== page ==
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Antibiotic resistance (AR) is one of the major health problems that challenges successful treatment of various types and degrees of infection, both in humans and animals. According to that, it is critically important to discover natural new compounds to control AR. The presented herein-study was conducted to extract bioactive compounds from some isolates of Streptomyces and to evaluate their antibacterial activity on some bacterial microorganisms isolated from fish. The work started with the use of river sediments as a source for the isolation of Streptomyces bacteria, which were identified further with the recruitment of PCR that targeted the 16S rRNA gene. Then, samples of fish kidney, intestines, gills, and skin were utilized at 1 gm each to isolate some bacteria. Bioactive compounds were alcoholic-based-extracted from Streptomyces isolates and further investigated using GC-MS assay. These bioactive chemicals were evaluated as antibacterial agents against the fish bacterial isolates by employing Mueller Hinton agar (MHA). The results revealed two isolates of Streptomyces sp. mqw1 (SM1) and Streptomyces sp mqw2 (SM2). The fish isolates were Vibrio sp., Aeromonas sp., E. coli, Enterobacter sp., Pseudomonas sp., Staphylococcus sp., Klebsiella sp., Salmonella sp., and Serratia sp. The findings of MHA demonstrated higher antibacterial activities from SM2 isolates when compared with those from SM1. The findings of the current study indicate important antibacterial activities of the bioactive compounds, which were isolated from Streptomyces, especially mqw2, against fish bacterial isolates.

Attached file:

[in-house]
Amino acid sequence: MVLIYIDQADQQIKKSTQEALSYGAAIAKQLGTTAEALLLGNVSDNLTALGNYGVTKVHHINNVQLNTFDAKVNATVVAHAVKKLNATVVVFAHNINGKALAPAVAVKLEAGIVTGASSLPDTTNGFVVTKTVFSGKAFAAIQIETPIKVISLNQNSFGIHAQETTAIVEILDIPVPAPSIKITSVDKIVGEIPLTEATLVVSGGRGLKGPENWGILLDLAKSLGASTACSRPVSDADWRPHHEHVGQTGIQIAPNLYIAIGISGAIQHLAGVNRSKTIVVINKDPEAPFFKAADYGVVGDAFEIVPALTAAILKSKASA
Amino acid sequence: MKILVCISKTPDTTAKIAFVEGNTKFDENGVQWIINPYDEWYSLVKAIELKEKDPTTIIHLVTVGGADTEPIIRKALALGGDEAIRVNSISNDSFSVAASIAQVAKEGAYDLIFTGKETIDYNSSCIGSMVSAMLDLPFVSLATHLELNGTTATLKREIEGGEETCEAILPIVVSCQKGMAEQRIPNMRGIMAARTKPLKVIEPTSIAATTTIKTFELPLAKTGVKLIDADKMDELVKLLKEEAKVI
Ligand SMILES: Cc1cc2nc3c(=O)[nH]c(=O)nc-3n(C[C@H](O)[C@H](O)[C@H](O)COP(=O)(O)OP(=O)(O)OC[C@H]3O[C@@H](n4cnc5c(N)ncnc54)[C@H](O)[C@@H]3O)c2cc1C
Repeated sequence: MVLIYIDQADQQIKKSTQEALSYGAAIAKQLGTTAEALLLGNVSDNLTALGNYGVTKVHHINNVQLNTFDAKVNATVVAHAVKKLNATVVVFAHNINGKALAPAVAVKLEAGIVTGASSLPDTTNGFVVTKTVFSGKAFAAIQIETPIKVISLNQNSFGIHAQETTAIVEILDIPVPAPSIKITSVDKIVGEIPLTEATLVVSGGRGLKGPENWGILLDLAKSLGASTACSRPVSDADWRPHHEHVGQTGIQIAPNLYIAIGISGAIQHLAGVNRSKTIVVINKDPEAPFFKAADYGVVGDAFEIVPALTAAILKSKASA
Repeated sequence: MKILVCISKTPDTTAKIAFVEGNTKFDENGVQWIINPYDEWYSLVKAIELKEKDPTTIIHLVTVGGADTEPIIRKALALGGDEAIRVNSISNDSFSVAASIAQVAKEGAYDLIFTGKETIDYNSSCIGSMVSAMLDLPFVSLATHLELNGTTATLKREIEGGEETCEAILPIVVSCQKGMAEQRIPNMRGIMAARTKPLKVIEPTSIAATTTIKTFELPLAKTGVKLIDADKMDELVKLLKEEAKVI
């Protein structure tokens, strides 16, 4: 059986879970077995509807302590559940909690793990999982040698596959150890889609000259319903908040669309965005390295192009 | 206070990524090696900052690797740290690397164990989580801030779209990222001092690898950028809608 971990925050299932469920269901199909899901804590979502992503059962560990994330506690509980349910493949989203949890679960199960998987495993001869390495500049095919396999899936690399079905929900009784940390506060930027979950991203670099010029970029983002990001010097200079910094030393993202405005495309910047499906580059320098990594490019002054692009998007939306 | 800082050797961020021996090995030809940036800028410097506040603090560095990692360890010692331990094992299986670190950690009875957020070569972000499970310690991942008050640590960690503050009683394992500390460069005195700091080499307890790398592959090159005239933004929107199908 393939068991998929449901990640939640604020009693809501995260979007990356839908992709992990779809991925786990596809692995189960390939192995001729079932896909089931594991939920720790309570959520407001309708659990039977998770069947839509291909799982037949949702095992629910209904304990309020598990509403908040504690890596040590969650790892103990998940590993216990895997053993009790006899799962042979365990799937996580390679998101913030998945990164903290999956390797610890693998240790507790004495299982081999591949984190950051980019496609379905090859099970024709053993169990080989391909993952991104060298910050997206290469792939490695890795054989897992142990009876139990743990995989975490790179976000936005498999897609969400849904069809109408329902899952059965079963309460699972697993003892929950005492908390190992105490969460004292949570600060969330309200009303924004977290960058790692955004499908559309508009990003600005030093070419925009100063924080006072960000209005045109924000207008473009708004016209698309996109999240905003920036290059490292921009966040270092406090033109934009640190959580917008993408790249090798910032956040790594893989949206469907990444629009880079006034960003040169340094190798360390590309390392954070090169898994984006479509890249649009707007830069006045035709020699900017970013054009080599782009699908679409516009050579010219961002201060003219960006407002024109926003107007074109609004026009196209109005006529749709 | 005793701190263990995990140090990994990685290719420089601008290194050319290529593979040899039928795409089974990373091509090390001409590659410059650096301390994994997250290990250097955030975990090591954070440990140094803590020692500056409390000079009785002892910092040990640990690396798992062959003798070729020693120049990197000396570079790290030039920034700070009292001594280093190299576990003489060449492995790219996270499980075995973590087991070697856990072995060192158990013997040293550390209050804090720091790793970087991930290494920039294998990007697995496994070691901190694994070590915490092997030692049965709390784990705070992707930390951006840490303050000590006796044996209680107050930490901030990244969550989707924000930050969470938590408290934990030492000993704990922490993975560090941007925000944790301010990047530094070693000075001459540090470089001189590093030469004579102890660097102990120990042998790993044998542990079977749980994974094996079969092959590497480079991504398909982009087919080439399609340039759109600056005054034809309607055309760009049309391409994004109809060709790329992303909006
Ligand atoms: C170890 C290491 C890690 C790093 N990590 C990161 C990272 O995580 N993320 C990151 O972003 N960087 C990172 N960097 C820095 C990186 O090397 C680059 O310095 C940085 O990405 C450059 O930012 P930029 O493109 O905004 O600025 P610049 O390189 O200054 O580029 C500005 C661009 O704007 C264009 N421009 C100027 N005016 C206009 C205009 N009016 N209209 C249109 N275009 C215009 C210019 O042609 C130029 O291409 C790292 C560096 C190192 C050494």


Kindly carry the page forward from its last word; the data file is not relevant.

Antibiotic resistance community-acquired infections nosocomial infections

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